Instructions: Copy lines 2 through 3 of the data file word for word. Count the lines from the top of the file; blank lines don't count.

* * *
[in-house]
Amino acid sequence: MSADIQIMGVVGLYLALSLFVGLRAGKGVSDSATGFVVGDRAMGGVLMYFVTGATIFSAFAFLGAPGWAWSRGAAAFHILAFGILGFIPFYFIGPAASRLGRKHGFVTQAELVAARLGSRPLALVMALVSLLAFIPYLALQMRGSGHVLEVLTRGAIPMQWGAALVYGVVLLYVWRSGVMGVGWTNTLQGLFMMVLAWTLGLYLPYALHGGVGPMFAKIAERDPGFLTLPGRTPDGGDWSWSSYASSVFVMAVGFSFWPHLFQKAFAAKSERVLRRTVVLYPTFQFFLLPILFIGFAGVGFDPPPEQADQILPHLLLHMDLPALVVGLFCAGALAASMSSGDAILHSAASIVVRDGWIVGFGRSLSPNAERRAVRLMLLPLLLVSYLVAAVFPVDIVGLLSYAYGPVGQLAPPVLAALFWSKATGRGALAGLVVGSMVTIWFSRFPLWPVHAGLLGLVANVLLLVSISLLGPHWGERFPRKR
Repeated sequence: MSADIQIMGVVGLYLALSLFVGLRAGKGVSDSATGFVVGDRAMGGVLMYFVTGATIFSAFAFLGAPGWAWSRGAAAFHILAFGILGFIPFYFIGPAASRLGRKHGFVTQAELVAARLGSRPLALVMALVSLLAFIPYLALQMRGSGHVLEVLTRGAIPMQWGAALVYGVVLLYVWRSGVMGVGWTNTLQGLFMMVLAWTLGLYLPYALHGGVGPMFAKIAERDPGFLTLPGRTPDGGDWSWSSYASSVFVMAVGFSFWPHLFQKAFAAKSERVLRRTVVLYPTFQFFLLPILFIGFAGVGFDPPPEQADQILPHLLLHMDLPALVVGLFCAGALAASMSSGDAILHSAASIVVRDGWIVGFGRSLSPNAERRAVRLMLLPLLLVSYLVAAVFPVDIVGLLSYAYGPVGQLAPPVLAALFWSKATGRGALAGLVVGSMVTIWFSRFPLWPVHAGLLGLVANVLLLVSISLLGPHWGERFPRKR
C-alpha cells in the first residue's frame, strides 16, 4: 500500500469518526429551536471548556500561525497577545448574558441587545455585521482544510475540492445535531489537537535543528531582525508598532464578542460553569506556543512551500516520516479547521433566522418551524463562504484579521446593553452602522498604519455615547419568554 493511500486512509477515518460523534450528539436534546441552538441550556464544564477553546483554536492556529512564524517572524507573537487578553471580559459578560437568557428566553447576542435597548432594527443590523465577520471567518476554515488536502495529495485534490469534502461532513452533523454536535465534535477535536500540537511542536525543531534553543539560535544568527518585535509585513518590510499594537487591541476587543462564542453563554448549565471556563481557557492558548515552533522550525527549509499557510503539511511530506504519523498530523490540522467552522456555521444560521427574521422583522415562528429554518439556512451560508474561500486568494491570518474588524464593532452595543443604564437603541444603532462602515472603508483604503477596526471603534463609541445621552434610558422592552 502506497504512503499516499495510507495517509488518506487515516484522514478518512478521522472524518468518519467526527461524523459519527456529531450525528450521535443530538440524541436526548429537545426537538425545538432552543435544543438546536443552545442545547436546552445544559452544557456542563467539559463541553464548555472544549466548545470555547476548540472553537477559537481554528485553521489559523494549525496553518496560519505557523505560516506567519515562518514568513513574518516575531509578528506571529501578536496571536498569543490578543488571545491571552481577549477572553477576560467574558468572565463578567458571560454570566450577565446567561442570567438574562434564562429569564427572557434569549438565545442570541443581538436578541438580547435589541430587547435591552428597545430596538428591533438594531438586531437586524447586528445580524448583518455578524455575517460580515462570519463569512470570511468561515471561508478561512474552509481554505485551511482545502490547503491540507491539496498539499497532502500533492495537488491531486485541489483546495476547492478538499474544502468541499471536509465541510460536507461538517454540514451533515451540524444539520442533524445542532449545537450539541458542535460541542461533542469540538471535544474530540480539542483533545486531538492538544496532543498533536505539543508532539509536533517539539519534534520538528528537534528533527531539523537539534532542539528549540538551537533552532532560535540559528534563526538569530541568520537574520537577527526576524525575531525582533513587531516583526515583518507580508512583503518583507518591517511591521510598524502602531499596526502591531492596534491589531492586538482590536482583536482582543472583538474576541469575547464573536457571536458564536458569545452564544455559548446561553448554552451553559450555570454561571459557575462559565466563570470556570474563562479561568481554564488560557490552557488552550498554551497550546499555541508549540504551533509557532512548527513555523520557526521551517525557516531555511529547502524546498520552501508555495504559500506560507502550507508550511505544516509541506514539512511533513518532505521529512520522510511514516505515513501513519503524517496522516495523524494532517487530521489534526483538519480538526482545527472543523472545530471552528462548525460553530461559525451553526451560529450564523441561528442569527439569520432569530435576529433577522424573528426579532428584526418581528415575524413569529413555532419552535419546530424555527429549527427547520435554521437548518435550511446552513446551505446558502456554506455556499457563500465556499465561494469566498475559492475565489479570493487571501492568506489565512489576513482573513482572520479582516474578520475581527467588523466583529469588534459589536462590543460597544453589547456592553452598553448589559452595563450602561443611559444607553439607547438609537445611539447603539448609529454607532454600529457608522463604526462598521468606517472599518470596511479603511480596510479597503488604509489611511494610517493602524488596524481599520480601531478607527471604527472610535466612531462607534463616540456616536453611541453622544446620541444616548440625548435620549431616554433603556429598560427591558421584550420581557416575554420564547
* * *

Amino acid sequence: MSADIQIMGVVGLYLALSLFVGLRAGKGVSDSATGFVVGDRAMGGVLMYFVTGATIFSAFAFLGAPGWAWSRGAAAFHILAFGILGFIPFYFIGPAASRLGRKHGFVTQAELVAARLGSRPLALVMALVSLLAFIPYLALQMRGSGHVLEVLTRGAIPMQWGAALVYGVVLLYVWRSGVMGVGWTNTLQGLFMMVLAWTLGLYLPYALHGGVGPMFAKIAERDPGFLTLPGRTPDGGDWSWSSYASSVFVMAVGFSFWPHLFQKAFAAKSERVLRRTVVLYPTFQFFLLPILFIGFAGVGFDPPPEQADQILPHLLLHMDLPALVVGLFCAGALAASMSSGDAILHSAASIVVRDGWIVGFGRSLSPNAERRAVRLMLLPLLLVSYLVAAVFPVDIVGLLSYAYGPVGQLAPPVLAALFWSKATGRGALAGLVVGSMVTIWFSRFPLWPVHAGLLGLVANVLLLVSISLLGPHWGERFPRKR
Repeated sequence: MSADIQIMGVVGLYLALSLFVGLRAGKGVSDSATGFVVGDRAMGGVLMYFVTGATIFSAFAFLGAPGWAWSRGAAAFHILAFGILGFIPFYFIGPAASRLGRKHGFVTQAELVAARLGSRPLALVMALVSLLAFIPYLALQMRGSGHVLEVLTRGAIPMQWGAALVYGVVLLYVWRSGVMGVGWTNTLQGLFMMVLAWTLGLYLPYALHGGVGPMFAKIAERDPGFLTLPGRTPDGGDWSWSSYASSVFVMAVGFSFWPHLFQKAFAAKSERVLRRTVVLYPTFQFFLLPILFIGFAGVGFDPPPEQADQILPHLLLHMDLPALVVGLFCAGALAASMSSGDAILHSAASIVVRDGWIVGFGRSLSPNAERRAVRLMLLPLLLVSYLVAAVFPVDIVGLLSYAYGPVGQLAPPVLAALFWSKATGRGALAGLVVGSMVTIWFSRFPLWPVHAGLLGLVANVLLLVSISLLGPHWGERFPRKR